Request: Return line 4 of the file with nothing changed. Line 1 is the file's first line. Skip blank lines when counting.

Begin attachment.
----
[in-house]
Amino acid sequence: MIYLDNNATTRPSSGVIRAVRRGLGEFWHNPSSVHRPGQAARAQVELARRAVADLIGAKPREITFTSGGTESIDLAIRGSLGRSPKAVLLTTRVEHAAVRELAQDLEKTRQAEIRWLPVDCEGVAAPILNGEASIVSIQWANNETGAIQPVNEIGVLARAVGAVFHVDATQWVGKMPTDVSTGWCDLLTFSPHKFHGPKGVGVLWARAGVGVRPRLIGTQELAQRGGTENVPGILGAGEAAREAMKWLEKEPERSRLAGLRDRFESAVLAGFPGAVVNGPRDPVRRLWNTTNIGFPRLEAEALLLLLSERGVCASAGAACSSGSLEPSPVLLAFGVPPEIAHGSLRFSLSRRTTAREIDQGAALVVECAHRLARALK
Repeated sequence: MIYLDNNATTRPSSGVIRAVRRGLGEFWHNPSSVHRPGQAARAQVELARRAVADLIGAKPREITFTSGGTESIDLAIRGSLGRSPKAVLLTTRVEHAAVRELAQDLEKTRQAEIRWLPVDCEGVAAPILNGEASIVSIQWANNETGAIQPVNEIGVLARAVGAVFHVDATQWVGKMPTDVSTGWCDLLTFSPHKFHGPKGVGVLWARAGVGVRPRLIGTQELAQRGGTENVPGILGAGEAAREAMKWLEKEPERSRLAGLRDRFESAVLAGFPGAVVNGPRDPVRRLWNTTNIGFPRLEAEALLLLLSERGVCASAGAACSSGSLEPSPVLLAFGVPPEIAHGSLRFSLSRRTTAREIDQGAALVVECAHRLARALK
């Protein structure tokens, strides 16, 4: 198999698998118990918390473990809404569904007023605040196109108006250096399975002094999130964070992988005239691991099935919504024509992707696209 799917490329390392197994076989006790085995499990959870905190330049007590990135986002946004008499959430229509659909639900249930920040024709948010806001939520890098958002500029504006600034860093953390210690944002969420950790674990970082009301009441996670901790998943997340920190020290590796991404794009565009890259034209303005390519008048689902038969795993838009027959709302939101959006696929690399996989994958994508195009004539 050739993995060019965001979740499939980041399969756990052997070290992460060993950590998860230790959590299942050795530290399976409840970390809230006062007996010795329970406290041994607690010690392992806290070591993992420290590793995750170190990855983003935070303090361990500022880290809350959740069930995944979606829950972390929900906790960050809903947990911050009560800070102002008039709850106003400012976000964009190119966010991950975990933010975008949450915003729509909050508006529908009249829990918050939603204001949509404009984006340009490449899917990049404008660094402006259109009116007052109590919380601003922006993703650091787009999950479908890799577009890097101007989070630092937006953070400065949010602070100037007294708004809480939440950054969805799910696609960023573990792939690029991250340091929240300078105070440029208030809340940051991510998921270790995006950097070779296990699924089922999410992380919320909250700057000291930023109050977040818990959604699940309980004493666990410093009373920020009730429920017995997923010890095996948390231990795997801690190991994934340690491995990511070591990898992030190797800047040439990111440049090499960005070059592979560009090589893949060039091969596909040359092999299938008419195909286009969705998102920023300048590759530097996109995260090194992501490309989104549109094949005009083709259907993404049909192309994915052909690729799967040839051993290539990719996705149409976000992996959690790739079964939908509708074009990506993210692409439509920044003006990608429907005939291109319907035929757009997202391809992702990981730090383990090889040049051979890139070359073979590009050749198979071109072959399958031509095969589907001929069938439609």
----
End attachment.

């Protein structure tokens, strides 16, 4: 198999698998118990918390473990809404569904007023605040196109108006250096399975002094999130964070992988005239691991099935919504024509992707696209 799917490329390392197994076989006790085995499990959870905190330049007590990135986002946004008499959430229509659909639900249930920040024709948010806001939520890098958002500029504006600034860093953390210690944002969420950790674990970082009301009441996670901790998943997340920190020290590796991404794009565009890259034209303005390519008048689902038969795993838009027959709302939101959006696929690399996989994958994508195009004539 050739993995060019965001979740499939980041399969756990052997070290992460060993950590998860230790959590299942050795530290399976409840970390809230006062007996010795329970406290041994607690010690392992806290070591993992420290590793995750170190990855983003935070303090361990500022880290809350959740069930995944979606829950972390929900906790960050809903947990911050009560800070102002008039709850106003400012976000964009190119966010991950975990933010975008949450915003729509909050508006529908009249829990918050939603204001949509404009984006340009490449899917990049404008660094402006259109009116007052109590919380601003922006993703650091787009999950479908890799577009890097101007989070630092937006953070400065949010602070100037007294708004809480939440950054969805799910696609960023573990792939690029991250340091929240300078105070440029208030809340940051991510998921270790995006950097070779296990699924089922999410992380919320909250700057000291930023109050977040818990959604699940309980004493666990410093009373920020009730429920017995997923010890095996948390231990795997801690190991994934340690491995990511070591990898992030190797800047040439990111440049090499960005070059592979560009090589893949060039091969596909040359092999299938008419195909286009969705998102920023300048590759530097996109995260090194992501490309989104549109094949005009083709259907993404049909192309994915052909690729799967040839051993290539990719996705149409976000992996959690790739079964939908509708074009990506993210692409439509920044003006990608429907005939291109319907035929757009997202391809992702990981730090383990090889040049051979890139070359073979590009050749198979071109072959399958031509095969589907001929069938439609």